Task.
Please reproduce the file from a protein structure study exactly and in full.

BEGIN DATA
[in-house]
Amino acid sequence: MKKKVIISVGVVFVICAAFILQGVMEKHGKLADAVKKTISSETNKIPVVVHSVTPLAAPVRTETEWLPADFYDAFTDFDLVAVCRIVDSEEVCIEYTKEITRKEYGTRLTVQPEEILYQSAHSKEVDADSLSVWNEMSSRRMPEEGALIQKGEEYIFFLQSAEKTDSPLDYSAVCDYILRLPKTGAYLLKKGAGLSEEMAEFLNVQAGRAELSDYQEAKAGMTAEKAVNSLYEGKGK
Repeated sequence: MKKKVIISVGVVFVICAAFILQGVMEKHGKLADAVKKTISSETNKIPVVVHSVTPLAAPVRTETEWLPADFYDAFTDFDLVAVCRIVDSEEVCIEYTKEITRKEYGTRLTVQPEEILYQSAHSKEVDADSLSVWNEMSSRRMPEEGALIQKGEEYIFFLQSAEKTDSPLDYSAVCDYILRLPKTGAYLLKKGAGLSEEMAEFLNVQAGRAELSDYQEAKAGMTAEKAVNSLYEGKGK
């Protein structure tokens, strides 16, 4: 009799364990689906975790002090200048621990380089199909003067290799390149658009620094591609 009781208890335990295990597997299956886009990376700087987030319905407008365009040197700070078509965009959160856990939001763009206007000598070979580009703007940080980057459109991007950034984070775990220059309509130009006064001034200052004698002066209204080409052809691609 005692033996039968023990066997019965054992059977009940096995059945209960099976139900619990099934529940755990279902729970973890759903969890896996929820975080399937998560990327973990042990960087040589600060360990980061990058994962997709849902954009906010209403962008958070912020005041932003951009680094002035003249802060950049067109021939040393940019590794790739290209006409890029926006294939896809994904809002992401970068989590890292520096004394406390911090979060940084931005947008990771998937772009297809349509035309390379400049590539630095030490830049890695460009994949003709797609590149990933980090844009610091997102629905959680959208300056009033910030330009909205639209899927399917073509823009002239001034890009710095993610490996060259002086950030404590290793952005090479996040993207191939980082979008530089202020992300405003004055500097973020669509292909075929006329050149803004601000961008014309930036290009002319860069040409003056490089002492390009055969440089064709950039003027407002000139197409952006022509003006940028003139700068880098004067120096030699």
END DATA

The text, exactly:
[in-house]
Amino acid sequence: MKKKVIISVGVVFVICAAFILQGVMEKHGKLADAVKKTISSETNKIPVVVHSVTPLAAPVRTETEWLPADFYDAFTDFDLVAVCRIVDSEEVCIEYTKEITRKEYGTRLTVQPEEILYQSAHSKEVDADSLSVWNEMSSRRMPEEGALIQKGEEYIFFLQSAEKTDSPLDYSAVCDYILRLPKTGAYLLKKGAGLSEEMAEFLNVQAGRAELSDYQEAKAGMTAEKAVNSLYEGKGK
Repeated sequence: MKKKVIISVGVVFVICAAFILQGVMEKHGKLADAVKKTISSETNKIPVVVHSVTPLAAPVRTETEWLPADFYDAFTDFDLVAVCRIVDSEEVCIEYTKEITRKEYGTRLTVQPEEILYQSAHSKEVDADSLSVWNEMSSRRMPEEGALIQKGEEYIFFLQSAEKTDSPLDYSAVCDYILRLPKTGAYLLKKGAGLSEEMAEFLNVQAGRAELSDYQEAKAGMTAEKAVNSLYEGKGK
């Protein structure tokens, strides 16, 4: 009799364990689906975790002090200048621990380089199909003067290799390149658009620094591609 009781208890335990295990597997299956886009990376700087987030319905407008365009040197700070078509965009959160856990939001763009206007000598070979580009703007940080980057459109991007950034984070775990220059309509130009006064001034200052004698002066209204080409052809691609 005692033996039968023990066997019965054992059977009940096995059945209960099976139900619990099934529940755990279902729970973890759903969890896996929820975080399937998560990327973990042990960087040589600060360990980061990058994962997709849902954009906010209403962008958070912020005041932003951009680094002035003249802060950049067109021939040393940019590794790739290209006409890029926006294939896809994904809002992401970068989590890292520096004394406390911090979060940084931005947008990771998937772009297809349509035309390379400049590539630095030490830049890695460009994949003709797609590149990933980090844009610091997102629905959680959208300056009033910030330009909205639209899927399917073509823009002239001034890009710095993610490996060259002086950030404590290793952005090479996040993207191939980082979008530089202020992300405003004055500097973020669509292909075929006329050149803004601000961008014309930036290009002319860069040409003056490089002492390009055969440089064709950039003027407002000139197409952006022509003006940028003139700068880098004067120096030699």